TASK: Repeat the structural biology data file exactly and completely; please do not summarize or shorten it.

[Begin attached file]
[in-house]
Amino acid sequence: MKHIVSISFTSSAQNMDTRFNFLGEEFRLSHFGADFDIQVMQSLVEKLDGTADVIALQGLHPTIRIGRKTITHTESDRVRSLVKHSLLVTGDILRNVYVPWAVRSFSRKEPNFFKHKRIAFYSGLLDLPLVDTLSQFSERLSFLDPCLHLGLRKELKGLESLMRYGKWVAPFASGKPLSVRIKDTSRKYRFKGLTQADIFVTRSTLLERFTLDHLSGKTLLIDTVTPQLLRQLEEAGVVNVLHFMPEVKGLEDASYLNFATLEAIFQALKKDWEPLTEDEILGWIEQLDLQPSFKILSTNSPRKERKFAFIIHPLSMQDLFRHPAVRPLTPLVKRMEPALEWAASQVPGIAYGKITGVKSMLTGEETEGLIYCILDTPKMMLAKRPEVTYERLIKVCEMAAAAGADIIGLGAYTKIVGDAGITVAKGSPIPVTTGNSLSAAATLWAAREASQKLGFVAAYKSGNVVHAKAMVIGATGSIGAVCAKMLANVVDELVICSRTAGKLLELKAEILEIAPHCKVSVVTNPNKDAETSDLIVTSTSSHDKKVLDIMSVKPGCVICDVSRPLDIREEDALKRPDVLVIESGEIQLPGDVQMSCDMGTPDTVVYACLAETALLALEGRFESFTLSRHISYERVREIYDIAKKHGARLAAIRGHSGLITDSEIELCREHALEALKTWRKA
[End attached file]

[in-house]
Amino acid sequence: MKHIVSISFTSSAQNMDTRFNFLGEEFRLSHFGADFDIQVMQSLVEKLDGTADVIALQGLHPTIRIGRKTITHTESDRVRSLVKHSLLVTGDILRNVYVPWAVRSFSRKEPNFFKHKRIAFYSGLLDLPLVDTLSQFSERLSFLDPCLHLGLRKELKGLESLMRYGKWVAPFASGKPLSVRIKDTSRKYRFKGLTQADIFVTRSTLLERFTLDHLSGKTLLIDTVTPQLLRQLEEAGVVNVLHFMPEVKGLEDASYLNFATLEAIFQALKKDWEPLTEDEILGWIEQLDLQPSFKILSTNSPRKERKFAFIIHPLSMQDLFRHPAVRPLTPLVKRMEPALEWAASQVPGIAYGKITGVKSMLTGEETEGLIYCILDTPKMMLAKRPEVTYERLIKVCEMAAAAGADIIGLGAYTKIVGDAGITVAKGSPIPVTTGNSLSAAATLWAAREASQKLGFVAAYKSGNVVHAKAMVIGATGSIGAVCAKMLANVVDELVICSRTAGKLLELKAEILEIAPHCKVSVVTNPNKDAETSDLIVTSTSSHDKKVLDIMSVKPGCVICDVSRPLDIREEDALKRPDVLVIESGEIQLPGDVQMSCDMGTPDTVVYACLAETALLALEGRFESFTLSRHISYERVREIYDIAKKHGARLAAIRGHSGLITDSEIELCREHALEALKTWRKA